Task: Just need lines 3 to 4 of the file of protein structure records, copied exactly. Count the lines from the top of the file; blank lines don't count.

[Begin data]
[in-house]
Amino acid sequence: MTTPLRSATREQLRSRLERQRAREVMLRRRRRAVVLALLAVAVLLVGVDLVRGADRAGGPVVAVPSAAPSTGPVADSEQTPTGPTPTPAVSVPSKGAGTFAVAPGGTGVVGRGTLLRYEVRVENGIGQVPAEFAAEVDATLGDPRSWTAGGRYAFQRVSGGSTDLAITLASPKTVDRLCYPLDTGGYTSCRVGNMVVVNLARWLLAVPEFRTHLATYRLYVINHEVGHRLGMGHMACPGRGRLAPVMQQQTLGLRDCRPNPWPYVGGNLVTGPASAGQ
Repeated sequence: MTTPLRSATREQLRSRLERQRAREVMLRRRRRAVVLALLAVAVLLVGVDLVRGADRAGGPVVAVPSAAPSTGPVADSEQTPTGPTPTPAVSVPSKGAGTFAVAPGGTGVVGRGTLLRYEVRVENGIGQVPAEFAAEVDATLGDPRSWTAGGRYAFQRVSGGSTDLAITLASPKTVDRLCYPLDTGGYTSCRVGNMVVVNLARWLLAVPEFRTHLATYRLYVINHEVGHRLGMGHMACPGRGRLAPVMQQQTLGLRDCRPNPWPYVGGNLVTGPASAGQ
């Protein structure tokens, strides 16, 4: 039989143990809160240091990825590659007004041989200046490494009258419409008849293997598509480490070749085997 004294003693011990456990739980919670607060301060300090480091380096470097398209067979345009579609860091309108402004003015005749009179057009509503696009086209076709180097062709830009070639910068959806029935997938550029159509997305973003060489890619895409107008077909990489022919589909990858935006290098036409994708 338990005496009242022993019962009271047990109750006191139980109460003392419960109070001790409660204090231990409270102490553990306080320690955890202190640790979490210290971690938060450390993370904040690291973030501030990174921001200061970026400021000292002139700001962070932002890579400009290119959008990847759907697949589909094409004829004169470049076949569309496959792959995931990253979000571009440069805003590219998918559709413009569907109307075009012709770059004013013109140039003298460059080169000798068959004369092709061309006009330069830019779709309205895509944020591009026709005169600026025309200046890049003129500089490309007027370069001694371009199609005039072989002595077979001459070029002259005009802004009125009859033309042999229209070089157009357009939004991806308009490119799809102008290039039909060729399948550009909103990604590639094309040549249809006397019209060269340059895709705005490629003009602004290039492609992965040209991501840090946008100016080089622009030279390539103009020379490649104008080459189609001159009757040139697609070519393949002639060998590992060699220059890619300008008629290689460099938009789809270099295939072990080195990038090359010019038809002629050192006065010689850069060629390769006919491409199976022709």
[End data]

Repeated sequence: MTTPLRSATREQLRSRLERQRAREVMLRRRRRAVVLALLAVAVLLVGVDLVRGADRAGGPVVAVPSAAPSTGPVADSEQTPTGPTPTPAVSVPSKGAGTFAVAPGGTGVVGRGTLLRYEVRVENGIGQVPAEFAAEVDATLGDPRSWTAGGRYAFQRVSGGSTDLAITLASPKTVDRLCYPLDTGGYTSCRVGNMVVVNLARWLLAVPEFRTHLATYRLYVINHEVGHRLGMGHMACPGRGRLAPVMQQQTLGLRDCRPNPWPYVGGNLVTGPASAGQ
């Protein structure tokens, strides 16, 4: 039989143990809160240091990825590659007004041989200046490494009258419409008849293997598509480490070749085997 004294003693011990456990739980919670607060301060300090480091380096470097398209067979345009579609860091309108402004003015005749009179057009509503696009086209076709180097062709830009070639910068959806029935997938550029159509997305973003060489890619895409107008077909990489022919589909990858935006290098036409994708 338990005496009242022993019962009271047990109750006191139980109460003392419960109070001790409660204090231990409270102490553990306080320690955890202190640790979490210290971690938060450390993370904040690291973030501030990174921001200061970026400021000292002139700001962070932002890579400009290119959008990847759907697949589909094409004829004169470049076949569309496959792959995931990253979000571009440069805003590219998918559709413009569907109307075009012709770059004013013109140039003298460059080169000798068959004369092709061309006009330069830019779709309205895509944020591009026709005169600026025309200046890049003129500089490309007027370069001694371009199609005039072989002595077979001459070029002259005009802004009125009859033309042999229209070089157009357009939004991806308009490119799809102008290039039909060729399948550009909103990604590639094309040549249809006397019209060269340059895709705005490629003009602004290039492609992965040209991501840090946008100016080089622009030279390539103009020379490649104008080459189609001159009757040139697609070519393949002639060998590992060699220059890619300008008629290689460099938009789809270099295939072990080195990038090359010019038809002629050192006065010689850069060629390769006919491409199976022709």